How living in Sydney has changed our diet

Our meals nowadays are quite different to the ones we had back in London. I sent my mum a detailed table of what we eat in our family meals. I thought it was important because there may be things we eat regularly that she just can’t abide. Based on her response, I will be planning vegetarian alternatives to many of our main meals, and stocking up on a few of her staples that we don’t tend to buy normally.

Here is an analysis of how living in Sydney has changed our diet:

New foods

Chinese broccoli.

I love greens, especially the ones with quite dark green leathery leaves as opposed to being pale and crunchy like many Asian greens. It is near impossible to find what the Brits call ‘spring greens’ here in Sydney, but my closest substitute is Chinese broccoli. There is a higher proportion of stem to leaves, but I like broccoli stems in any case so I am happy with the substitute. I don’t think I had ever eaten Chinese broccoli before we moved to Australia.

Tim tams
These are like Bourbon biscuits but completely dipped in chocolate. They are made by Arnotts, along with other Aussie classics such as Anzac biscuits (closely related to Anzac slices, see below). The commercial processed varieties have some horribly unhealthy components listed on the ingredients list but nevertheless, our family has not been able to resist the temptation of these chocolate treats. They appear on our table about once a fortnight for Poetry Teatime.

Anzac slices
If you talk about flapjacks to an Aussie, they will imagine some kind of pikelet or small pancake. But Anzac slices are pretty similar to what we call flapjacks, just with the addition of desiccated coconut. The story goes that they were invented in WW1 as a treat that could be sent with the ANZAC soldiers without spoiling during the long journey.

San choy bao
Chinese lettuce parcels containing vermicelli noodles, mince in a slightly fishy sauce and often something crunchy like bamboo shoots or beansprouts. My kids love the DIY aspect – it’s a bit like sizzling fajitas when we go out for Mexican food – and I am pleased that it’s a way to get salad leaves into them without complaints (at least from the three younger children). For mum, we have already trialled a veggie version using mushrooms and tofu.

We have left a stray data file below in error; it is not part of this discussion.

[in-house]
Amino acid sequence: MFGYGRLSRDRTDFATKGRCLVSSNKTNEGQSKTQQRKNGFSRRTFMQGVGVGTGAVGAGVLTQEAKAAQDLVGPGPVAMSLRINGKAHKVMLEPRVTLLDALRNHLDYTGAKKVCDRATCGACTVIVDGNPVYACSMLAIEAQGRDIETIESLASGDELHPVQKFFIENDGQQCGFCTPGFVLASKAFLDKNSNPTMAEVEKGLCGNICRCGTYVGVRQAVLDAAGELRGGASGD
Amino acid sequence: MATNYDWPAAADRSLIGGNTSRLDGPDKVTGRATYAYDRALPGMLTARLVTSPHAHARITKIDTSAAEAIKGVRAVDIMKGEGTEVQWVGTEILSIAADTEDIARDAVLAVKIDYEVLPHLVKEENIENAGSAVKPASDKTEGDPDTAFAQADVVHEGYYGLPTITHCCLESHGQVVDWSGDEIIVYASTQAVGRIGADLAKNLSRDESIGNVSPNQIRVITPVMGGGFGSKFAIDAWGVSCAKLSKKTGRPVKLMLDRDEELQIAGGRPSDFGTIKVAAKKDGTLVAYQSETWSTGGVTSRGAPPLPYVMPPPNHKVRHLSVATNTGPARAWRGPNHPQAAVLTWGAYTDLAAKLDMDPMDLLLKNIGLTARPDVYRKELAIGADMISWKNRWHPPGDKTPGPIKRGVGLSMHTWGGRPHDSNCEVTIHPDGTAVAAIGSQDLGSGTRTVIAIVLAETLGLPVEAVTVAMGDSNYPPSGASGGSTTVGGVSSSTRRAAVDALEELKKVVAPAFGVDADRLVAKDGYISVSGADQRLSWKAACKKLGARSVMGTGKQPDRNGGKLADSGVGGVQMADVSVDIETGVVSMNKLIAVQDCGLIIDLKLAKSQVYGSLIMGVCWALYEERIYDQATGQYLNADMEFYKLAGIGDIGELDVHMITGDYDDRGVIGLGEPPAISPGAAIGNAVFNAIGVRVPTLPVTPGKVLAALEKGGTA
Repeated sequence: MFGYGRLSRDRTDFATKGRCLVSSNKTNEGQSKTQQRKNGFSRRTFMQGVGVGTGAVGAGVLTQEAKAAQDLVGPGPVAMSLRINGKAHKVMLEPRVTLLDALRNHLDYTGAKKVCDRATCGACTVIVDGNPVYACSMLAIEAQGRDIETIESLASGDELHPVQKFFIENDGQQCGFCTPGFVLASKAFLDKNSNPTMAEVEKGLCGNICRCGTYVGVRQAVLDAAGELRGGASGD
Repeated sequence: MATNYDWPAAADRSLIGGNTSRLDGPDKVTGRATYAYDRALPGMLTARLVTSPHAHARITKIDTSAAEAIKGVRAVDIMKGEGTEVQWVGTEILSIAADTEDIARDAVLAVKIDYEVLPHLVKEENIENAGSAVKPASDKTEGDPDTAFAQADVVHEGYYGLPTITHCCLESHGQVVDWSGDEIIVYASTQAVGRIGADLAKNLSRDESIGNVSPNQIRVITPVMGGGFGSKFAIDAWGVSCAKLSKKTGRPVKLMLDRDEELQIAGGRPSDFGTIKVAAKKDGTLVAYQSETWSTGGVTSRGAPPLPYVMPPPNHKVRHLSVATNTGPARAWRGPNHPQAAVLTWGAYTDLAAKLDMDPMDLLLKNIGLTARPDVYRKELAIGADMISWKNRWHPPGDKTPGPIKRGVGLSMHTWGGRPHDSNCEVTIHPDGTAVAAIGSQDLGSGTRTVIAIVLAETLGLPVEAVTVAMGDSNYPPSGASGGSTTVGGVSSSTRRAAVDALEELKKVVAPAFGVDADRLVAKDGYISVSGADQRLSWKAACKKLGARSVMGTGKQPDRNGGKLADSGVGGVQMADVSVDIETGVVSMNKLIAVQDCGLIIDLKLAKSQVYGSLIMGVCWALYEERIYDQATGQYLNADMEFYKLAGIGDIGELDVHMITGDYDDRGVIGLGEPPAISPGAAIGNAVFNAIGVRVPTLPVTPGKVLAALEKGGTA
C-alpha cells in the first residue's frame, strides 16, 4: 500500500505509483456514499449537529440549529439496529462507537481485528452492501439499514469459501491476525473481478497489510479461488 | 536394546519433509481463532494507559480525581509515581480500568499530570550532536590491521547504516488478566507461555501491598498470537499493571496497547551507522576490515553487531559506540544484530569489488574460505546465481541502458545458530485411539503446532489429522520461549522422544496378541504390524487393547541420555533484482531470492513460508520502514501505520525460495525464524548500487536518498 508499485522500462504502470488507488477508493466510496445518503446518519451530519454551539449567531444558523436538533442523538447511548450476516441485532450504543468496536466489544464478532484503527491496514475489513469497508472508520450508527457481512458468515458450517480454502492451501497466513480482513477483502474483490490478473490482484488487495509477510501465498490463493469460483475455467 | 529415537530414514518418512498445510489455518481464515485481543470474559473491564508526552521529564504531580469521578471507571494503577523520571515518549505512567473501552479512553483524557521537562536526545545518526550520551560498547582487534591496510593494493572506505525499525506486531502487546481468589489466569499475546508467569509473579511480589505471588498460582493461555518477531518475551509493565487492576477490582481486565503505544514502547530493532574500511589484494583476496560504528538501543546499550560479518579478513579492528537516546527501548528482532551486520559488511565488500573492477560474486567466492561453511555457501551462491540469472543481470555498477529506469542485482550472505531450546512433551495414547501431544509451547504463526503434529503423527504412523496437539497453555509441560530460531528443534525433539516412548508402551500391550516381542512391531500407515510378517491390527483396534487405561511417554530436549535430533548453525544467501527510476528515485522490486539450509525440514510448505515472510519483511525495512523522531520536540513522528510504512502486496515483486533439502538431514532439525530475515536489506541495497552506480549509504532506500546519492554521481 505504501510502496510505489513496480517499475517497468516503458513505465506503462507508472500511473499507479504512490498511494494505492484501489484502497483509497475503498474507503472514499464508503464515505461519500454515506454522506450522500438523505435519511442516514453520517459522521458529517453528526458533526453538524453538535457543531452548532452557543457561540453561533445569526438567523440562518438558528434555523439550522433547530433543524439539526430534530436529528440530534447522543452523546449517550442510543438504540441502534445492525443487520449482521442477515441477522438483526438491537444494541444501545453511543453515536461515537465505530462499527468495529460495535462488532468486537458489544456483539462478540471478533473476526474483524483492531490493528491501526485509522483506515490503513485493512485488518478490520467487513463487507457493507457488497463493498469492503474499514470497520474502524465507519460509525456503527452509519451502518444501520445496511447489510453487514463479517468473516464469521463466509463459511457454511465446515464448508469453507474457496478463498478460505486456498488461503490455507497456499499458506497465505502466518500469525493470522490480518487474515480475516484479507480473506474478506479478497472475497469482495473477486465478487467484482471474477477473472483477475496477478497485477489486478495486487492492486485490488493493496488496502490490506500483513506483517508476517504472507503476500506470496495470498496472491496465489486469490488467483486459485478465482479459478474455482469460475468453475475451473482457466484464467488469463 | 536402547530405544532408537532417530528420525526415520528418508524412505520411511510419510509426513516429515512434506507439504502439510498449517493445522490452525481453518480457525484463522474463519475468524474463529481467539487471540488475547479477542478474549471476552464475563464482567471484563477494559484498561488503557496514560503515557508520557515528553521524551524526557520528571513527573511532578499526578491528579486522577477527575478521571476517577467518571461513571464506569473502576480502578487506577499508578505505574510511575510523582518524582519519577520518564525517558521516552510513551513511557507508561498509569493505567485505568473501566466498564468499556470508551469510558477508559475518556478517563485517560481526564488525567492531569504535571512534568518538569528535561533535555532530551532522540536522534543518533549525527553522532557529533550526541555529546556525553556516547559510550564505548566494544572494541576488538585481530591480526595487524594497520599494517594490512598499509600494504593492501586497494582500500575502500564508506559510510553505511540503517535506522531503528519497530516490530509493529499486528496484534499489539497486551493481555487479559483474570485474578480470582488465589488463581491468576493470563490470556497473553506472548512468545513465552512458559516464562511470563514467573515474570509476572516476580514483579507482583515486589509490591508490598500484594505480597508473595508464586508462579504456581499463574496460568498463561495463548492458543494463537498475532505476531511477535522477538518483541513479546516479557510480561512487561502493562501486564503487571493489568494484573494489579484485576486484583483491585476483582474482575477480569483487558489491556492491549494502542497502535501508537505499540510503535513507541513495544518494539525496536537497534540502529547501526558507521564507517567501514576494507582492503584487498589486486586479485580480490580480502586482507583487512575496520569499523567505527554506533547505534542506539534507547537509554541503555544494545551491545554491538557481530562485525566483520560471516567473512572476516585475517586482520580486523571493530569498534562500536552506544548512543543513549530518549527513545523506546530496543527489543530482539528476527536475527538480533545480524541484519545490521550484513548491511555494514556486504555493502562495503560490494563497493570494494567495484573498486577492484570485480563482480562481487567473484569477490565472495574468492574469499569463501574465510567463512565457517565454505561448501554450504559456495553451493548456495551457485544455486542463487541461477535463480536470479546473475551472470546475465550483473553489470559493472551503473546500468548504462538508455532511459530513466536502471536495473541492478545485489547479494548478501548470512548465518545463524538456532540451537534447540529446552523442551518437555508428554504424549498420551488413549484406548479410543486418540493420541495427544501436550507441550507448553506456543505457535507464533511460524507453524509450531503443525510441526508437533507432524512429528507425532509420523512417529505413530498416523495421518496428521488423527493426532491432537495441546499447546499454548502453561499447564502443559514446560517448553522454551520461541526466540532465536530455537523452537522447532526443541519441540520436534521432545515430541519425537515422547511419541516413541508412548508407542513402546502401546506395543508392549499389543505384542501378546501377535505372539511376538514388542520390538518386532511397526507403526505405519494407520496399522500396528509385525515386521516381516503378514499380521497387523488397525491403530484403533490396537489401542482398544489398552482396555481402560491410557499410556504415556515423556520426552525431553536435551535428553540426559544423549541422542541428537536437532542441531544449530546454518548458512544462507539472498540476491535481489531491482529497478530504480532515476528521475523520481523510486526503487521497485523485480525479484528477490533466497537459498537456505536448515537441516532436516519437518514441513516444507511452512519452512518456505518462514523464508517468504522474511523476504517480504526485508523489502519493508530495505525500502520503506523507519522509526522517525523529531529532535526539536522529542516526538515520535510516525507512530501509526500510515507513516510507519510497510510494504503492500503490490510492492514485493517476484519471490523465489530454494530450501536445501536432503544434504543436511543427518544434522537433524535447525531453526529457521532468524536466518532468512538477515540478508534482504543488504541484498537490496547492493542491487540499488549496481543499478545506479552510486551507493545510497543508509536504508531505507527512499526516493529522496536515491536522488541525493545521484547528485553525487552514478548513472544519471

Larb gai (Thai chicken salad) or larb moo (pork)
This is another Asian dish that appears frequently on my menu planner. Everyone likes it. What more can I say?

Gozleme (pronounced guz-lem-eh, with the emphasis on the first syllable)

These are fried Turkish flat breads with a thin layer of filling inside and served hot with lemon to squeeze over them. They are commonly filled with mince, or spinach and feta cheese. You often find them at food markets. My kids all eat them, even my eldest, and we have found a good recipe for making them at home.

Turkish Bread
This is a flat, doughy bread a little bit like ciabatta but softer and less chewy. I don’t buy it from the supermarket much as it goes off really quickly. If you go out for brunch you might find eggs or mushrooms on Turkish as an option.


About scimumsam

An ex scientist living in Australia, currently tutoring maths and science and homeschooling my own children. I blog about science and maths education on, and homeschooling (infrequently) on lookingslantwise.
This entry was posted in Uncategorized and tagged , , . Bookmark the permalink.

2 Responses to How living in Sydney has changed our diet

  1. Nashie says:

    Now you have me wondering about the UK diet, Sam! Would love to hear some of the things you do to accommodate your Mum’s tastes.

  2. scimumsam says:

    I realise I didn’t say much about what we used to eat. My natural preference is for what I think of as autumnal food – stews, roasted vegetables, pies and crumbles. I noticed once when I organised my recipes cut from magazines into seasons, that the autumn dishes far outweighed all the others. The boys love them too. They are always asking for shepherd’s pie or apple crumble but I don’t feel it works very well in Sydney’s climate. It’s hot enough in our living room without having the oven on for an hour or even more.

Leave a Reply

Fill in your details below or click an icon to log in: Logo

You are commenting using your account. Log Out /  Change )

Google+ photo

You are commenting using your Google+ account. Log Out /  Change )

Twitter picture

You are commenting using your Twitter account. Log Out /  Change )

Facebook photo

You are commenting using your Facebook account. Log Out /  Change )


Connecting to %s